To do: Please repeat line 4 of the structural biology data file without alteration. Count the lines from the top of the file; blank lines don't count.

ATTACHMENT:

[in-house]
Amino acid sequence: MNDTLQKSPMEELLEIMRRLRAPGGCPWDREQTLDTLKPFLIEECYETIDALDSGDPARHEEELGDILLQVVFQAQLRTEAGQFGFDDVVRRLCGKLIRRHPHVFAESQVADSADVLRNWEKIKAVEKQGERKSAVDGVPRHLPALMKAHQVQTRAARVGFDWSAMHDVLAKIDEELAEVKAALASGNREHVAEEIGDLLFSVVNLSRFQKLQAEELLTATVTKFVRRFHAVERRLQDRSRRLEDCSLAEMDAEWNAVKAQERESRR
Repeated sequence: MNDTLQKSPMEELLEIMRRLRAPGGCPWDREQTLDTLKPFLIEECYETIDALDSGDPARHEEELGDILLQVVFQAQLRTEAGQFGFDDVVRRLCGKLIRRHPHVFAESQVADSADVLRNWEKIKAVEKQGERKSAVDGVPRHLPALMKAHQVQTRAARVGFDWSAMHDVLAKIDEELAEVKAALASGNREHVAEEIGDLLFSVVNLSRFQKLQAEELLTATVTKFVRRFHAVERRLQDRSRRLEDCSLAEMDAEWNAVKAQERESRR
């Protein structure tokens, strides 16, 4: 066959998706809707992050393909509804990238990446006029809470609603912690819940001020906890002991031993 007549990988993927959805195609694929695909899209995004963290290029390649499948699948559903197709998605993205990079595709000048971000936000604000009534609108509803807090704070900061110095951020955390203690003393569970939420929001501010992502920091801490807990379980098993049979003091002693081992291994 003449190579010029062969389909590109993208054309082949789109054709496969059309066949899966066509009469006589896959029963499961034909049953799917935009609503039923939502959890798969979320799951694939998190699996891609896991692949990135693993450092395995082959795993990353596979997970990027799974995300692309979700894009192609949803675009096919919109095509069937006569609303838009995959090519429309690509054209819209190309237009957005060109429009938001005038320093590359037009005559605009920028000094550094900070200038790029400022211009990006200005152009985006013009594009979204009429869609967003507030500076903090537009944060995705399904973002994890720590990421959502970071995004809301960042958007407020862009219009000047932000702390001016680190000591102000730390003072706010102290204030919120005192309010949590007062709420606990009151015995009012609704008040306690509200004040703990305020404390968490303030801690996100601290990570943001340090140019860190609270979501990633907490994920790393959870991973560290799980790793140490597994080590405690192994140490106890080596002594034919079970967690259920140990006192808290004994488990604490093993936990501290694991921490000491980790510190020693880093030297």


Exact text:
């Protein structure tokens, strides 16, 4: 066959998706809707992050393909509804990238990446006029809470609603912690819940001020906890002991031993 007549990988993927959805195609694929695909899209995004963290290029390649499948699948559903197709998605993205990079595709000048971000936000604000009534609108509803807090704070900061110095951020955390203690003393569970939420929001501010992502920091801490807990379980098993049979003091002693081992291994 003449190579010029062969389909590109993208054309082949789109054709496969059309066949899966066509009469006589896959029963499961034909049953799917935009609503039923939502959890798969979320799951694939998190699996891609896991692949990135693993450092395995082959795993990353596979997970990027799974995300692309979700894009192609949803675009096919919109095509069937006569609303838009995959090519429309690509054209819209190309237009957005060109429009938001005038320093590359037009005559605009920028000094550094900070200038790029400022211009990006200005152009985006013009594009979204009429869609967003507030500076903090537009944060995705399904973002994890720590990421959502970071995004809301960042958007407020862009219009000047932000702390001016680190000591102000730390003072706010102290204030919120005192309010949590007062709420606990009151015995009012609704008040306690509200004040703990305020404390968490303030801690996100601290990570943001340090140019860190609270979501990633907490994920790393959870991973560290799980790793140490597994080590405690192994140490106890080596002594034919079970967690259920140990006192808290004994488990604490093993936990501290694991921490000491980790510190020693880093030297």